Over the next few weeks, I'm planning to write something (not reviews per se, but reading notes, ditherings, connections, fascinating facts) about some of the magnificent poetry that has accumulated in Delirium's Library, including a pile of Just One Book books from the Save Salt campaign. After reading (and proofing) lots of prose non-fiction, it's amazing to be reading poetry again -- like climbing a glacier! Difficult sometimes, but the view (and the delicious fresh air) is so worth it.
First up is actually the newest, bought only last night at its London launch: Carrie Etter's The Tethers (Seren, 2009). With its teasing and tangential glimpses of London, it was the perfect read for the Tube-stricken bus ride home. Etter's poems - short, dense, unfurling - remind me of Virginia Woolf's love of the crystalline and curious moment in which we catch ourselves thinking (and feeling) ourselves into being. Familiar objects, locations, shades of sky act exactly as "tethers" for the speaker, in poems that often drift upwards like a crane shot -- as in "Crowd of One," from the cracked egg to the ceiling.
"Over the Thames," one of my favourite poems from Etter's reading set, is precisely about this mood of suspension (which can hover, as in Woolf, over a crowd and create minutely- and generously-observed social comedy, as in "The Review" and "Indian Summer"):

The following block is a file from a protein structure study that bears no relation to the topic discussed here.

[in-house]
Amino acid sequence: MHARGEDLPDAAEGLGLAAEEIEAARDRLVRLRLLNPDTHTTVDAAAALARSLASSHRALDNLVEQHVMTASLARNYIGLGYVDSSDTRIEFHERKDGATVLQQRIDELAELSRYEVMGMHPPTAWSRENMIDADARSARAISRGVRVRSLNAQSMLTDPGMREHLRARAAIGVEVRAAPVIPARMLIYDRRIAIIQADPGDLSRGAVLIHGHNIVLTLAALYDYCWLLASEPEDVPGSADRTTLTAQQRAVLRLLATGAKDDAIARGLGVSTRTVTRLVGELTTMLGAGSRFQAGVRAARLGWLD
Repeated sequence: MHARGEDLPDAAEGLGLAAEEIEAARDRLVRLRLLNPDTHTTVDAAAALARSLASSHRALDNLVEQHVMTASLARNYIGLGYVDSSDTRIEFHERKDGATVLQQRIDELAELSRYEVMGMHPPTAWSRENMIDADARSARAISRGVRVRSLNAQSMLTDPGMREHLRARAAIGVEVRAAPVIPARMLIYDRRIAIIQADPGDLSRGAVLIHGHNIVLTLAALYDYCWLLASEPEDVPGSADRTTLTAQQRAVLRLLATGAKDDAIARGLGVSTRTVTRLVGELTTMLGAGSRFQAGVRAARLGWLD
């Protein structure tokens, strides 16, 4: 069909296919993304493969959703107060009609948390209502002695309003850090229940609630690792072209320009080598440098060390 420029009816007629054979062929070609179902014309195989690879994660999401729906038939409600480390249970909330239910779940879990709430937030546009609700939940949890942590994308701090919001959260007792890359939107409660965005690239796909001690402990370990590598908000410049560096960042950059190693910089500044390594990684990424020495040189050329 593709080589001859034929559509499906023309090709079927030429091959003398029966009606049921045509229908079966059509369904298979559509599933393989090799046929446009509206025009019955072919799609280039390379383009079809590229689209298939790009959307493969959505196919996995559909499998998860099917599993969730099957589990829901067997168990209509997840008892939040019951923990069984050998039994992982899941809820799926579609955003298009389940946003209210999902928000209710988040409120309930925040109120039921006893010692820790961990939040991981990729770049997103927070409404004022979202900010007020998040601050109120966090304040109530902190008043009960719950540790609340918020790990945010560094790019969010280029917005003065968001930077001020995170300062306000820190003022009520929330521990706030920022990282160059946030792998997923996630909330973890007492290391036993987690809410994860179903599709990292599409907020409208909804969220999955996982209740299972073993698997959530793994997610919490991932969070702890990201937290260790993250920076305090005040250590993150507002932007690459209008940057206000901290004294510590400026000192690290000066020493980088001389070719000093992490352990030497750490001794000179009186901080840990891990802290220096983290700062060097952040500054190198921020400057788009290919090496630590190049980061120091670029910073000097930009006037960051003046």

there is no universalCherishing in turn buttresses the suspended eye as it takes in everything. In its attentive and wily work with language, such cherishing also creates the details that "tether" the (this) reader, poetic interpellations that are partial and blushingly private: words like "Cassandraic" ("Citizenship"); the reference to Hungerford Bridge (my favourite Thames crossing) in the wonderfully Roni Horn-esque "Collecting the Ridges" (no accident: Horn's Thames photo series collects poetic "ridges" from Eliot, Conrad, Poe, Dickinson and others).
for what keeps us aloft, but O
I cherish it.
Despite the book's titular reference to rooting and binding, these poems are full of water and its flux: not only the Thames, but the paper boats of "The Daughters of Prospero." In remarking the constancy of water, Etter overturns Catullus' cliché: that the words of women should be written on water, because both are untethered and trustless. Like "Millais' Ophelia" (another fine observational poem), Etter knows the weight of water, its bound composition. In "The Bonds", where the poem's title resonates through multiple discourses from chemistry to "the -ologies of more elusive chemistries", water reflects back history's constancy in mutability, coded through language's adaptable clarity, words like water's surface revealing hidden treasures in their depths. Findings rich and strange arrive with each re-reading.